Performance of global assessments of hip, knee, and back symptom change

Health Services Research and Development (152), Veterans Affairs Medical Center, 508 Fulton Street, Durham, NC 27705, USA.
Clinical Rheumatology (Impact Factor: 1.77). 03/2011; 30(3):331-8. DOI: 10.1007/s10067-010-1536-x
Source: PubMed

ABSTRACT The objective of this study is to compare patients' global assessments of change in knee, hip, and back symptoms with actual changes over time in pain, function, and radiographic severity. The participants (n = 894, 80% female, mean age = 66 years) completed two assessments (mean of 4 years apart) as part of a study on the genetics of generalized osteoarthritis. At both assessments, participants completed the Western Ontario and McMaster Universities OA Index (WOMAC), and radiographic severity was assessed for knees, hips, and low back. At the second assessment, participants described changes in knee, hip, and low back symptoms as worse, better, same, or never had symptoms. Analysis of covariance models examined mean changes in WOMAC scores and radiographic severity according to categories of the global assessment measures. Statistical significance was examined for linear trend. Mean WOMAC total, pain, and function scores decreased (indicating improvement) among participants who indicated joint symptoms were better, showed little change among those who reported symptoms were the same/never had symptoms, and increased among those who reported symptoms were worse. For all analyses except the comparison of WOMAC pain change according to global assessment of low back symptom change, there was a statistically significant linear trend (p < 0.05). Patterns were similar for changes in radiographic severity, but the tests of linear trend were not statistically significant. Results support the concordance of these global assessments of joint symptom change with actual changes in self-reported symptoms. These global assessments may be useful for assessing change over time when baseline data are unavailable.

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    • "In addition, we are collecting exploratory measures that are of interest in this patient population and type of intervention. These measures include additional pain measures (visual analog and visual numeric scales [47,48], measure of pain predictability from the Measure of Constant and Intermittent Osteoarthritis Pain [49]), fatigue visual analog scale [48], sleep quality (Insomnia Severity Index [28] and Berlin Questionnaire [50]), foot symptoms (Foot Assessment Clinical Tool [51]), Social Support for Diet and Exercise [52], Satisfaction with Physical Function [53], and Global Assessment of Joint Symptom Change (at follow-up only [54,55]). At follow-up we will also assess perceptions of patients and providers about the respective interventions, as well as suggestions for improvements for future implementation, using open-ended questions. "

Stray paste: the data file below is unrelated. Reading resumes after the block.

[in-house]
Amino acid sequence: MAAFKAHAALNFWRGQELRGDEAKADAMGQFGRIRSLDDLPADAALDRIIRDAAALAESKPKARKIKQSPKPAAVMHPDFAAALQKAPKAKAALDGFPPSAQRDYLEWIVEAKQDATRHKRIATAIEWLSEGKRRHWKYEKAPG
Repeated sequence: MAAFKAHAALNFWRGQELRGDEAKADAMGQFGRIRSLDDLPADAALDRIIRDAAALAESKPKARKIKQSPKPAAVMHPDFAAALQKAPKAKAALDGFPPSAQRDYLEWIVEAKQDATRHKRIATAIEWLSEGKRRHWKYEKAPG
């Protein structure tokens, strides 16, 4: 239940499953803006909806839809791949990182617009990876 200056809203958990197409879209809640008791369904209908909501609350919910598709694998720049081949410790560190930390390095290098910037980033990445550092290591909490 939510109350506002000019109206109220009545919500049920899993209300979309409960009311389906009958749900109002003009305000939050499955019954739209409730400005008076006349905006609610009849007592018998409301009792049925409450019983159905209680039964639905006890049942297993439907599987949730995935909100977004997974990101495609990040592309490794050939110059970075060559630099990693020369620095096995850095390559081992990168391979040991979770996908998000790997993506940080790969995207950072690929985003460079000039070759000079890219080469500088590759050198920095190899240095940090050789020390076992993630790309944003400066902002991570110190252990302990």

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    ABSTRACT: Osteoarthritis (OA) of the hip and knee are among the most common chronic conditions, resulting in substantial pain and functional limitations. Adequate management of OA requires a combination of medical and behavioral strategies. However, some recommended therapies are under-utilized in clinical settings, and the majority of patients with hip and knee OA are overweight and physically inactive. Consequently, interventions at the provider-level and patient-level both have potential for improving outcomes. This manuscript describes two ongoing randomized clinical trials being conducted in two different health care systems, examining patient-based and provider-based interventions for managing hip and knee OA in primary care. METHODS / DESIGN: One study is being conducted within the Department of Veterans Affairs (VA) health care system and will compare a Combined Patient and Provider intervention relative to usual care among n = 300 patients (10 from each of 30 primary care providers). Another study is being conducted within the Duke Primary Care Research Consortium and will compare Patient Only, Provider Only, and Combined (Patient + Provider) interventions relative to usual care among n = 560 patients across 10 clinics. Participants in these studies have clinical and / or radiographic evidence of hip or knee osteoarthritis, are overweight, and do not meet current physical activity guidelines. The 12-month, telephone-based patient intervention focuses on physical activity, weight management, and cognitive behavioral pain management. The provider intervention involves provision of patient-specific recommendations for care (e.g., referral to physical therapy, knee brace, joint injection), based on evidence-based guidelines. Outcomes are collected at baseline, 6-months, and 12-months. The primary outcome is the Western Ontario and McMasters Universities Osteoarthritis Index (self-reported pain, stiffness, and function), and secondary outcomes are the Short Physical Performance Test Protocol (objective physical function) and the Patient Health Questionnaire-8 (depressive symptoms). Cost effectiveness of the interventions will also be assessed. Results of these two studies will further our understanding of the most effective strategies for improving hip and knee OA outcomes in primary care settings. NCT01130740 (VA); NCT 01435109 (NIH).
    BMC Musculoskeletal Disorders 04/2012; 13(1):60. DOI:10.1186/1471-2474-13-60 · 1.72 Impact Factor